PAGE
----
Studies Examine Use of Modified CD4+ T Cells, Vaccine To Fight HIV/AIDS
A new therapy that involves engineering an HIV-positive individual's own immune system to fight the virus more effectively has been developed by researchers at Adaptimmune in Oxford, England, London's Guardian reports (Randerson, Guardian, 11/10). The therapy involves genetically engineering CD4+ T cells, called "assassin" cells by the researchers, which were able to recognize other cells infected with HIV and slow the spread of the virus. According to Reuters, if the therapy -- which worked in laboratory tests -- is effective in humans, it could provide a new method of treating HIV (Fox, Reuters, 11/9). The therapy was detailed in a study published on Sunday in Nature Medicine.
According to the Guardian, researchers began to pursue a different approach to a traditional HIV vaccine after investigating a patient who had "resisted his HIV infection particularly effectively." Researcher Bent Jakobsen said, "When we tested the T cells from this patient, it looked as if he was responding to a number of those variants that normally escape the immune system." In developing the therapy, the Guardian reports that the researchers first isolated the T cell receptor protein, which can recognize HIV antigens, and then improved its ability to recognize HIV further by randomly mutating it. The therapy will involve taking blood samples and adding an engineered virus that contains genes for the improved T cell receptor. A patient's T cells then take up the genes and are thus equipped with the improved receptor. These cells are then injected back in the patient (Guardian, 11/10).
James Riley, a University of Pennsylvania researcher involved in the study, said that not only could the engineered T cells see HIV strains that had escaped detection by natural T cells, "but the engineered T cells responded in a much more vigorous fashion so that far fewer T cells were required to control infection." Researcher Andy Sewell of Cardiff University said, "In the face of our engineered assassin cells, the virus will either die or be forced to change its disguises again, weakening itself along the way" (Reuters, 11/9). The Guardian reports that a clinical trial of the therapy will take place next summer among 35 participants at the University of Pennsylvania (Guardian, 11/10).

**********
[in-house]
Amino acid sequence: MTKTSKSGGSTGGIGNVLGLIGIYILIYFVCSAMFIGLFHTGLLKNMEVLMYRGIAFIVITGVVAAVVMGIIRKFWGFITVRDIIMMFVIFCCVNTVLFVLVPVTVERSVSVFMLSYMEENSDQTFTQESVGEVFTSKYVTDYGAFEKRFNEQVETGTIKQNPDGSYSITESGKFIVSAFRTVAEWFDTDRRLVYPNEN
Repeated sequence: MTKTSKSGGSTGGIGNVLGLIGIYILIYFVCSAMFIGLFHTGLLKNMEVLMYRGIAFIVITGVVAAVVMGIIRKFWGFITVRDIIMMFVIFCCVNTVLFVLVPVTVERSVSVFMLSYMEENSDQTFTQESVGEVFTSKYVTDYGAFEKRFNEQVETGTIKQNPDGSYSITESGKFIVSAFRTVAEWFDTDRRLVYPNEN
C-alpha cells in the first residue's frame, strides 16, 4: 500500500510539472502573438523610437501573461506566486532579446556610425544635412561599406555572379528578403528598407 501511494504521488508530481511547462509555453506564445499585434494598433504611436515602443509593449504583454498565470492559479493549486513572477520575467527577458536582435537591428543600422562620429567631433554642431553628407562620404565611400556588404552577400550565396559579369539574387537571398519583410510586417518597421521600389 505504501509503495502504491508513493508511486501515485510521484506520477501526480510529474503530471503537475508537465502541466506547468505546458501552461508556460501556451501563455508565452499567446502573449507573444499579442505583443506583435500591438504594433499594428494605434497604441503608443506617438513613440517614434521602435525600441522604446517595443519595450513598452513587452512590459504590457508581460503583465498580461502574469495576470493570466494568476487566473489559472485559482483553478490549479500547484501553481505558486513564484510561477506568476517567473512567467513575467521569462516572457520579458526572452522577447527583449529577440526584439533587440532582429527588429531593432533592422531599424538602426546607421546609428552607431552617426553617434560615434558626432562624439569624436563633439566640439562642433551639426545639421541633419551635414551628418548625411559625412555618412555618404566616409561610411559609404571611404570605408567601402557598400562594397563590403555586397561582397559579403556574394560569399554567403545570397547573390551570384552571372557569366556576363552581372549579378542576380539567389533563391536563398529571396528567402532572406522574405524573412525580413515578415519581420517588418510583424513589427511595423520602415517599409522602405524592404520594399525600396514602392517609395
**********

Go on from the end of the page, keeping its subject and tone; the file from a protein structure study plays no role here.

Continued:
In related news, a second, unrelated report by researchers testing Crucell's experimental HIV/AIDS vaccine that is based on T cells said it was effective among six rhesus monkeys. For the study, published in the journal Nature, the monkeys were injected with a lethal dose of SIV, the simian version of HIV. When injected, they were able to stop replication of the virus and remained healthy for more than 500 days after infection (AFP/Google.com, 11/9).
According to Dan Barouch of Beth Israel Deaconess Medical Center and Harvard Medical School, the study shows there is still hope for developing an effective HIV/AIDS vaccine (Reuters, 11/9). Barouch added, "Despite the disappointing setbacks in HIV-1 vaccine development this past year, our findings suggest that we're not at the end of the road when it comes to T cell vaccines" (AFP/Google.com, 11/9).
The Nature Medicine study is available online. The Nature study is also available online.